To Woody With Love: Woody Allen’s 9 Most Entertaining On-Screen Surrogates
Woody Allen has cemented an historic onscreen legacy by managing to play a grand total of one single character for the last 47 years. (What versatility!) Needless to say, it’s been one hell of a character: Allen’s extreme version of himself, trading on some of the most base cultural stereotypes out there about New Yorkers, Jews and intellectuals, has, logically or not, repeatedly held mainstream America’s interest. Yet, in a halfhearted nod to the idea of variety, Allen hasn’t always played the character himself – due to the constraints of age, style, and physical type, he’s occasionally enlisted actors to come in and do their best Woody Allen imitation over the years. With a new addition to the coterie coming in To Rome With Love – Jesse Eisenberg is a neo-Woody if ever there was one – it’s worthwhile to take a look back at Allen’s nine most entertaining surrogates.
Kenneth Branagh, Celebrity
Could the staid, withdrawn nature of British mores and culture – or those of the Irish, for that matter – be any further from the traits needed to play the Woody character effectively? It seems like a counterintuitive choice, but going with Branagh for the Woody surrogate in Celebrity (one of Allen’s more underappreciated films) was a smart choice; Branagh’s natural composure collides in an interesting way with the foregone conclusion of the character’s neuroses and tics. The result is a performance where Branagh is restrained on the surface while seemingly jittery and anxious underneath – a more subtle and surprisingly effective way of making Allen’s comedy work.
Jason Biggs, Anything Else
One of Allen’s most maligned pictures, it’s this writer’s contention that Anything Else has received an undeservedly bad rap. Sure, the chemistry between Biggs and Christina Ricci is closer to producing liquid nitrogen than hot sparks, but there’s plenty of great one-liners, and Allen himself steals the show. Biggs, one of the least skilled actors to portray a Woody alter ego, is nevertheless entertaining in a performance that paints the character in even broader, more direct strokes than Woody’s on-the-nose performances normally do. It’s as far from subtle as can be, but the broadness and directness of Biggs’ choices sometimes serves to let the delivery of Allen’s bon mots swing for the fences.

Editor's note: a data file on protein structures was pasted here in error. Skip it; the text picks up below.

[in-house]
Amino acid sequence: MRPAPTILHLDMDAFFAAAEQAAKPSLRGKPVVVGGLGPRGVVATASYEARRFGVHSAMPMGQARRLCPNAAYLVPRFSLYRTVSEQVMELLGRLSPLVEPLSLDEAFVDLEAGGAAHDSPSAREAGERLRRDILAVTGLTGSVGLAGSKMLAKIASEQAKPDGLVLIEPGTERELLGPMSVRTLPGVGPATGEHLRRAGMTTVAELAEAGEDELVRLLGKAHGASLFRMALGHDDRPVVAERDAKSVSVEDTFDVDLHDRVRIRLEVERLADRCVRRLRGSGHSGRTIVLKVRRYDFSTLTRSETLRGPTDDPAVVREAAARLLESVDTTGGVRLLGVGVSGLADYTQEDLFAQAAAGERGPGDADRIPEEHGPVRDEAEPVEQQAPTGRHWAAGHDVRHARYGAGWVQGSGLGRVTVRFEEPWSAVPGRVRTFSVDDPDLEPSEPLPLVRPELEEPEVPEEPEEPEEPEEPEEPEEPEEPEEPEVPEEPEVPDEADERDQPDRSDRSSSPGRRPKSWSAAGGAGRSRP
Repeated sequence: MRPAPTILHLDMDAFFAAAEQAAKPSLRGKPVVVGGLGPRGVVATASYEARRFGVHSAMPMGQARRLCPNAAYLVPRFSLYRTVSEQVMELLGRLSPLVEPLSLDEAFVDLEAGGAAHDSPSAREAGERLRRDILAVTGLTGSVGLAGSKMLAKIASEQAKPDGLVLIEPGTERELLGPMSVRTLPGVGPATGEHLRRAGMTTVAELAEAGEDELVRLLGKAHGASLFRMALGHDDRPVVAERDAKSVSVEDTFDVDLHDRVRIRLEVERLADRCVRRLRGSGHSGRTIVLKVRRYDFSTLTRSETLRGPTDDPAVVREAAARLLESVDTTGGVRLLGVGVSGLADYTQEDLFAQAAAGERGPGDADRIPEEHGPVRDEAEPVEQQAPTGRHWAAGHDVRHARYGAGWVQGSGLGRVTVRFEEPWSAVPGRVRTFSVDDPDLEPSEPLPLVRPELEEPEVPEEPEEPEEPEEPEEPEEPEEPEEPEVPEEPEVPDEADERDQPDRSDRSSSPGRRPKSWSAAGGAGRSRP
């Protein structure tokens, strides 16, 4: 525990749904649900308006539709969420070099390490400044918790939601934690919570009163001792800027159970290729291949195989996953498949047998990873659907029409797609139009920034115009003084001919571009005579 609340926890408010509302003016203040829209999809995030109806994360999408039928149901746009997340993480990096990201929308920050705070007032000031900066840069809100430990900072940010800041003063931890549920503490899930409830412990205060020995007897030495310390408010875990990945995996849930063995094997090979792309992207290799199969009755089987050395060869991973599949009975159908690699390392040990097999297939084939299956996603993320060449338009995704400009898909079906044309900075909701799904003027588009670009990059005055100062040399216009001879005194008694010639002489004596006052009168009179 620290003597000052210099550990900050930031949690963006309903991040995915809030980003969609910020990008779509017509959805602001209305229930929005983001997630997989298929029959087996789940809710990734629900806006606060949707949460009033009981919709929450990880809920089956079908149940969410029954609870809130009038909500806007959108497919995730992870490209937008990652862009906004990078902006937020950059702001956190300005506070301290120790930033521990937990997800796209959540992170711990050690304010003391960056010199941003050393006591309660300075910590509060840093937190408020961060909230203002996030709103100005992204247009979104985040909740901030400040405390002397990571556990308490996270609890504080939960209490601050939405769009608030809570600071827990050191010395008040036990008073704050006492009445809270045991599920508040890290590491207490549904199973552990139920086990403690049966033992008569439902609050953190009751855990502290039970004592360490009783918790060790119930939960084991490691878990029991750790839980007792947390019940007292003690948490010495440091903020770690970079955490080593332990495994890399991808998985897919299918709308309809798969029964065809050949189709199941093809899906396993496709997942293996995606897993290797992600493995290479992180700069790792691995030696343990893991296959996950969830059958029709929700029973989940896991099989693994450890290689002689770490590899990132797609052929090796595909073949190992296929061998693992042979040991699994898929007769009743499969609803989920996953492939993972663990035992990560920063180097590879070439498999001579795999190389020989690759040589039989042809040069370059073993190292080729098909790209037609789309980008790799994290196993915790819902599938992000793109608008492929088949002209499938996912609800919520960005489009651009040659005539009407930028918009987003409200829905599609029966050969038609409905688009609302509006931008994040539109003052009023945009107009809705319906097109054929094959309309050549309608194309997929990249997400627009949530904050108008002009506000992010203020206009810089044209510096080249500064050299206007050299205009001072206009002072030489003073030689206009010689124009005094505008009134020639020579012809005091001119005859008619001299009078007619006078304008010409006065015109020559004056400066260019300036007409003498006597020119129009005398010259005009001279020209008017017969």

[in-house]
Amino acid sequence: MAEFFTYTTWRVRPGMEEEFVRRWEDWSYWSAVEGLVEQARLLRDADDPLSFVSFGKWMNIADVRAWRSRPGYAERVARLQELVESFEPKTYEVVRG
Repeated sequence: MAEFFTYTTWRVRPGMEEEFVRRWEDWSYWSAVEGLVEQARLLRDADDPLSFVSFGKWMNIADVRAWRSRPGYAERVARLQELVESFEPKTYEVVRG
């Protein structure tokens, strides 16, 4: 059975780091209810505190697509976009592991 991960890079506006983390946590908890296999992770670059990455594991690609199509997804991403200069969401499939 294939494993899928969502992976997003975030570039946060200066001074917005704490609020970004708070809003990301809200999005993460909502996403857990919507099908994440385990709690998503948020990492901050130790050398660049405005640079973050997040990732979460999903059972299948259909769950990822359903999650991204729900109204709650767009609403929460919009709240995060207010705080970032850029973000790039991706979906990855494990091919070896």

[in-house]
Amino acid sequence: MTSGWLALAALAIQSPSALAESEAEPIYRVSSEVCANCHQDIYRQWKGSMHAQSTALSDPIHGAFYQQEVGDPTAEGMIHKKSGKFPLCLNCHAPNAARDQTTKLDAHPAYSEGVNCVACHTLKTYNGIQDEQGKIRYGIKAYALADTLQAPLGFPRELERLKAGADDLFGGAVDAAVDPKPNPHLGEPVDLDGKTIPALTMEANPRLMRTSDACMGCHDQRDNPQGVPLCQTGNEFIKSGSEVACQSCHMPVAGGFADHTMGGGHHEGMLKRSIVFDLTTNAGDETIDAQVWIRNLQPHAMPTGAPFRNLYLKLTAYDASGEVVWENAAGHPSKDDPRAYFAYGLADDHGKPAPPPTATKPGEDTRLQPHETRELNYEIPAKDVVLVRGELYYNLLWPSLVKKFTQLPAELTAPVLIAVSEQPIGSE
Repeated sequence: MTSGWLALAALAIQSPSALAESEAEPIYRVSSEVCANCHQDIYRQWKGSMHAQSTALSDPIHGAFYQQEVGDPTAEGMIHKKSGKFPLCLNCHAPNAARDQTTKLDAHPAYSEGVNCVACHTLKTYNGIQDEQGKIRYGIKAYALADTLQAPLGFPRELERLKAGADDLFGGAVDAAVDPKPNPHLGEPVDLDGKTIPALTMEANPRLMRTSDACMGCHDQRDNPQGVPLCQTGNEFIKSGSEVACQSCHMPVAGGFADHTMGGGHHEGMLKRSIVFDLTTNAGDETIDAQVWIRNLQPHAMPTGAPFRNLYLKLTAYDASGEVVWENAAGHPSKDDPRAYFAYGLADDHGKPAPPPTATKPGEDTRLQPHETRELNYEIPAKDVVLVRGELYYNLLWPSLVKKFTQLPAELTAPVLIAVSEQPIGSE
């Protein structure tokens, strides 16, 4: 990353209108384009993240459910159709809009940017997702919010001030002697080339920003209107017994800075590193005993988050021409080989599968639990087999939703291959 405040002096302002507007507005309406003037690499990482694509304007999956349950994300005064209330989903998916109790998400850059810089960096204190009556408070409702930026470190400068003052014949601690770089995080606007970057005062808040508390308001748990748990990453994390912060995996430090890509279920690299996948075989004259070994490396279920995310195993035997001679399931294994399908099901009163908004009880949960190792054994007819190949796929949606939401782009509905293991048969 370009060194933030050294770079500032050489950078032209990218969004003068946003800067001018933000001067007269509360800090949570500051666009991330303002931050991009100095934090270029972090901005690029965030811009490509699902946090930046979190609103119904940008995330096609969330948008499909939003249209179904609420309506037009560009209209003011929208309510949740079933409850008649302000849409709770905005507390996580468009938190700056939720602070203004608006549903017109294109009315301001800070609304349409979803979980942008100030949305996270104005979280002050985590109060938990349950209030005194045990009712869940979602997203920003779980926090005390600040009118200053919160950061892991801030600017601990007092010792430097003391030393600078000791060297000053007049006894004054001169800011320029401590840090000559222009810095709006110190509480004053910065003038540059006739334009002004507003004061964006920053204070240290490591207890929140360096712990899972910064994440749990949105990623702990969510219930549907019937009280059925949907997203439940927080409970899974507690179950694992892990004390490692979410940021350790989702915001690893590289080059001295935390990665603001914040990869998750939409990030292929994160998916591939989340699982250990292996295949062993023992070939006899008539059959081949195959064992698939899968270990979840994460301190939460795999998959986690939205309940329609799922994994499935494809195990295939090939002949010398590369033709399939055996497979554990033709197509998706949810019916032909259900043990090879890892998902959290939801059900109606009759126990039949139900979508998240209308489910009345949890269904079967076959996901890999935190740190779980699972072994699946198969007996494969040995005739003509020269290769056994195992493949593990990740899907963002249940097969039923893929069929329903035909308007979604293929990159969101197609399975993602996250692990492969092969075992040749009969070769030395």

Larry David, Whatever Works
Could there be a more appropriate Allen surrogate under the sun than uber-neurotic Larry David? The cultural connection between the two couldn’t be more apparent; Seinfeld and Curb Your Enthusiasm could never have been seen as potentially viable in mainstream America without Allen’s career success. Giving his performance far more vitriol than what Allen is capable of, David revels in the misanthropy that is present, but often more subtly disguised, in Allen’s films.
John Cusack, Bullets Over Broadway
This is what happens when a talented, popular actor really uses their likability to channel the Woody character well. As famous as Allen is, his character’s narcissism (as well as his personal transgressions later in life) can make him difficult for audiences to root for at times. Cusack blended the typical Woody persona with his own undeniable charm to create a character who, when in a tough spot, you can’t help but empathize with. That would be good if this was a simple relationship film, but when Cusack’s character is getting into danger by dealing with gangsters, it’s more than good – it’s great.
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